Britain Roman Catholic leader has called for joint fight for "genuine religious freedom".
Cardinal Cormac Murphy-O’Connor, the head of the Church in England and Wales, said that since the September 11 terrorist attacks on America, public opinion had become suspicious of religion in general and of Islam in particular.
He said that religious communities were now vulnerable to restrictive laws which are being "made in a time of perceived crisis".
It was now necessary, he said, for the followers of the two faiths to unite to uphold religious freedom as a "natural right of every human being to be respected by every government".
Speaking to the Muslim Council of Wales at the University of Cardiff, he said: "There are times when we may all feel that we are not exactly muzzled or silenced, but we are most certainly not free to express our deeply held convictions, sometimes simply for reasons linked to so-called 'political correctness'.
"I think there are ways we can work with those who form public opinion to solve many of these problems and I am certain that we should do this together."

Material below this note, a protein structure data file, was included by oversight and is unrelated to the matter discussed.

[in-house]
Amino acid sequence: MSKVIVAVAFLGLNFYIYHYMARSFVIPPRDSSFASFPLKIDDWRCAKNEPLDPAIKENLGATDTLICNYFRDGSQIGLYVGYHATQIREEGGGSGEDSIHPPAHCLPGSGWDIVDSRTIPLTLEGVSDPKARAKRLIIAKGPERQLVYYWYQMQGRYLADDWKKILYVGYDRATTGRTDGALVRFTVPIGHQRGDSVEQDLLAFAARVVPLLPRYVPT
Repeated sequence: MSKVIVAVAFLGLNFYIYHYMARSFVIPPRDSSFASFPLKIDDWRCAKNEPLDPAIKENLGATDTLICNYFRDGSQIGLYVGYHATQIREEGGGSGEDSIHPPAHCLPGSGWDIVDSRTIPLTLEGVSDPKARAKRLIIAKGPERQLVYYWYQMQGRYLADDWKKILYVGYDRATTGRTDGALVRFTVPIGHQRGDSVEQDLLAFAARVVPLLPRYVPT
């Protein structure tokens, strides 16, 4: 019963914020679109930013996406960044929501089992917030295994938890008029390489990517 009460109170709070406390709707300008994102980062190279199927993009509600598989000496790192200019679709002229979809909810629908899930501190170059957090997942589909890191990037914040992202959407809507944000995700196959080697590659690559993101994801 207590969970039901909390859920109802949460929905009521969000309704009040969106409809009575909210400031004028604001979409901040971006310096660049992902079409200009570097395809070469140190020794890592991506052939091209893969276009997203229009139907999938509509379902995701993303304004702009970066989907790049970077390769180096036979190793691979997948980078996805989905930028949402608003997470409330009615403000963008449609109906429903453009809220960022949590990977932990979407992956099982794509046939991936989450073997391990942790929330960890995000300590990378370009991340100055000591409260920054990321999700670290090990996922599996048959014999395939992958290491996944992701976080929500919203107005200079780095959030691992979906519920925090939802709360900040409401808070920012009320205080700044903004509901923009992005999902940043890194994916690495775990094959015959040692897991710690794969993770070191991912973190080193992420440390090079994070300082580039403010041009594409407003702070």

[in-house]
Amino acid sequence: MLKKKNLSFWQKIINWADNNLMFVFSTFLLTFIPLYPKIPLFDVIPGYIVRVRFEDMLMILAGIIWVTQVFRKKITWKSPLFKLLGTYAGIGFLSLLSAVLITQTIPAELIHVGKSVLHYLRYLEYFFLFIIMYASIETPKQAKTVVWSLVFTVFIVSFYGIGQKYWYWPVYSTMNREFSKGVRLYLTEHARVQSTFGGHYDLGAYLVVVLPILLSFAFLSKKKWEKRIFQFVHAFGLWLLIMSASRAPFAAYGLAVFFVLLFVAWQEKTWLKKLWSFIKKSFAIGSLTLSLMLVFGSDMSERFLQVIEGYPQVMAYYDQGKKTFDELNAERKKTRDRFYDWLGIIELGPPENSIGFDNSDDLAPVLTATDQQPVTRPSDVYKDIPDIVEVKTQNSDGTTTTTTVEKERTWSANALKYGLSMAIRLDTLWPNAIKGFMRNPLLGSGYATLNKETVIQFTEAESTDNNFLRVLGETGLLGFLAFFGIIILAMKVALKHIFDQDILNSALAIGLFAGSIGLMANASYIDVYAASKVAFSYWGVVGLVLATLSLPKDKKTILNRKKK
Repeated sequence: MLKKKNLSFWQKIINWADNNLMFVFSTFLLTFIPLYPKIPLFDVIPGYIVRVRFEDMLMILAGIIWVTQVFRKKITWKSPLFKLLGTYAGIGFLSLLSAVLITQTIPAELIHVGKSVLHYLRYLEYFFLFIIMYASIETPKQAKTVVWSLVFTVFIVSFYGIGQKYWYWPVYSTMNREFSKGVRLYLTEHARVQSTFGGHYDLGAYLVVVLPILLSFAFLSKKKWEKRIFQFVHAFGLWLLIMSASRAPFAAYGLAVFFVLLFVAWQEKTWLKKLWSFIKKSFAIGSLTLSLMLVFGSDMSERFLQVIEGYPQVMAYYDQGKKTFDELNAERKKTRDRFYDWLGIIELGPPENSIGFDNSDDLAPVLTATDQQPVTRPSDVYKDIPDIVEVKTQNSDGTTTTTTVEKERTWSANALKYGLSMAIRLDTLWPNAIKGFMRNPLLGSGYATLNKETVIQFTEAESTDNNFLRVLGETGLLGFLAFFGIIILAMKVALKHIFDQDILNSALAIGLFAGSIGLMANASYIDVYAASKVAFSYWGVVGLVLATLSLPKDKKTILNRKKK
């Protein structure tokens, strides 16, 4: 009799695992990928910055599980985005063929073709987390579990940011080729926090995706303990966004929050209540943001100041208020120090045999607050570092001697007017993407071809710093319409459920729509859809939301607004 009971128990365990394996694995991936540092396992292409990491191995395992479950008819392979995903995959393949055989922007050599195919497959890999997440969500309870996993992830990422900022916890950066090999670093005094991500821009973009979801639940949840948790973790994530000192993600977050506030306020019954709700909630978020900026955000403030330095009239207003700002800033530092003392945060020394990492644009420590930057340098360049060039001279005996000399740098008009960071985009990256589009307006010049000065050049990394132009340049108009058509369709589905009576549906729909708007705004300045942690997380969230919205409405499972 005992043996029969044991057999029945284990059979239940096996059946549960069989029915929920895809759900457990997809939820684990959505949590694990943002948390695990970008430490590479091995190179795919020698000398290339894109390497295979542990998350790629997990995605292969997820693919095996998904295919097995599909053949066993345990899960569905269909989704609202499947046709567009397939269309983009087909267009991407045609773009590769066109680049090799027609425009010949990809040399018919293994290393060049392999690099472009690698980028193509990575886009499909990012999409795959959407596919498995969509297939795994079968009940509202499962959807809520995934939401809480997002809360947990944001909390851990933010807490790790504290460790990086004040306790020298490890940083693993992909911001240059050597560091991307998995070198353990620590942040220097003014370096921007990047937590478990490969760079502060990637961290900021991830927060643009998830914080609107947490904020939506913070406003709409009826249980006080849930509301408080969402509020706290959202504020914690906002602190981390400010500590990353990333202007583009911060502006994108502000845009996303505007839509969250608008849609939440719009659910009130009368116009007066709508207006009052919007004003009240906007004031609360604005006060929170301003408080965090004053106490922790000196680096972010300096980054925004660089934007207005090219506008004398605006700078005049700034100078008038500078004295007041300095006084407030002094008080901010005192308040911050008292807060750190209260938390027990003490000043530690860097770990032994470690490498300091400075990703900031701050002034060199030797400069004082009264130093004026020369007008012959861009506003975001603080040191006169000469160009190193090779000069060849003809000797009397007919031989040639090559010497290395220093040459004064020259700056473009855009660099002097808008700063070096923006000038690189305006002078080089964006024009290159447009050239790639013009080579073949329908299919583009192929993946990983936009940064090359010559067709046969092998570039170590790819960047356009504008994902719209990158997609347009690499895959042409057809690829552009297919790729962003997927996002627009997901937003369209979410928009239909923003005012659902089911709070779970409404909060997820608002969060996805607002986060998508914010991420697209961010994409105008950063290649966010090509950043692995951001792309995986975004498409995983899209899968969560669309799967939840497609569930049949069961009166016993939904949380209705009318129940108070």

The "spotlight has been firmly locked on to Islam", he said, adding that as a result Muslims often felt "misrepresented or at least misunderstood by our media and in public opinion".
Muslims and Christians together had to fight against those who wished to "make sure religion had no public voice", the cardinal said.
"The space for dialogue between our religions and our culture has to be a public one," he added.
"In other words, religious communities need to be able to operate with a certain degree of autonomy. If politicians at national or local level – or even academics, for that matter – think they know what is best for religions, they will not act in our best interests, and could well be tempted to try to manipulate the ways we contribute to society.
"Nobody should be blind to the risk of basing decisions about religious groups on sociological or security-driven criteria.
"Of course we should not presume that people anywhere will respect us. We have to earn their respect and when we have it, we need to work to keep it."
The conciliatory remarks of Cardinal Murphy-O’Connor come less than a year after a group of 100 Muslims gathered on the piazza of Westminster Cathedral to express their anger over Pope Benedict XVI’s speech at the University of Regensburg, Germany, last September.
Last Mod: 12 Haziran 2007, 14:44